Roasting a coffee changes the beans from green to brown - but just how brown? Different systems can be used to describe different levels of roast, from the beige of the lightest roasts through to the oily blackness of the darkest roasts.
Light - Just before the end of 1st Crack
Beans usually look uneven and small. Usually lighter in body and simpler sweetness, this lightest of roasts typically only suits especially floral coffees or ones where an experimental processing method has been used.
Medium - After 1st Crack ends (City Roast)
Beans look a little uneven, usually with some darker patches. Typically highlights fruit or simple sugar flavours. View our current medium roast coffees here.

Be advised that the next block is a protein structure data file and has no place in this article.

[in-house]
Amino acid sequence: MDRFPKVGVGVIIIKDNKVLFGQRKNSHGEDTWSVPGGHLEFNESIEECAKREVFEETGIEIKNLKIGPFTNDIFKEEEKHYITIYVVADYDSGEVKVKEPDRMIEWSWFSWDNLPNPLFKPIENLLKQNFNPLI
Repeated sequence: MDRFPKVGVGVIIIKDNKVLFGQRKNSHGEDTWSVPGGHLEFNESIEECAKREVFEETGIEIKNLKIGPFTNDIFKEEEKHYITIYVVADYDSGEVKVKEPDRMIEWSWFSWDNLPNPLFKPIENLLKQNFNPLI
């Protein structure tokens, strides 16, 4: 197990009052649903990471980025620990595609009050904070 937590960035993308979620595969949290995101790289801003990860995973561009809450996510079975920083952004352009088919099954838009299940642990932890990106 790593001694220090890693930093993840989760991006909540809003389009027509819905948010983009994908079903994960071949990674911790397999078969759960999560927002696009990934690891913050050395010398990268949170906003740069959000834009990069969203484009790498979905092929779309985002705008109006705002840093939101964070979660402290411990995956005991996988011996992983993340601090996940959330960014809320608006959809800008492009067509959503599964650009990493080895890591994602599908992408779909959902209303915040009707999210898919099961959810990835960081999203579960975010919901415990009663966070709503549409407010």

Medium Dark - near the end of the gap before 2nd Crack (City+ Roast)
With a bit of time to develop, the beans look larger and more even. Flavour profile is usually balanced between fruitier and more chocolate flavours. View our current medium-dark roast coffees here.
Dark - At the start of second crack (Full City Roast)
Beans are smooth and typically lightly shiny. Typically highlights caramelised flavours more than fruity ones.
Dark - Just in to second (Full City+)
Our darkest roasts, more shiny, even coloured and usually (but not always) darker in appearance. Not many coffees need to be roasted this dark.
Darker than Hasbean - Beyond a few seconds in to 2nd Crack (Vienna / Light French Roast / Full French Roast)
Dark, large, even beans with patches of oil on the surface. A generic “roasty” flavour will be noticeable and mask the unique flavours of that coffee. The darker it is, the stronger that roast flavour will be.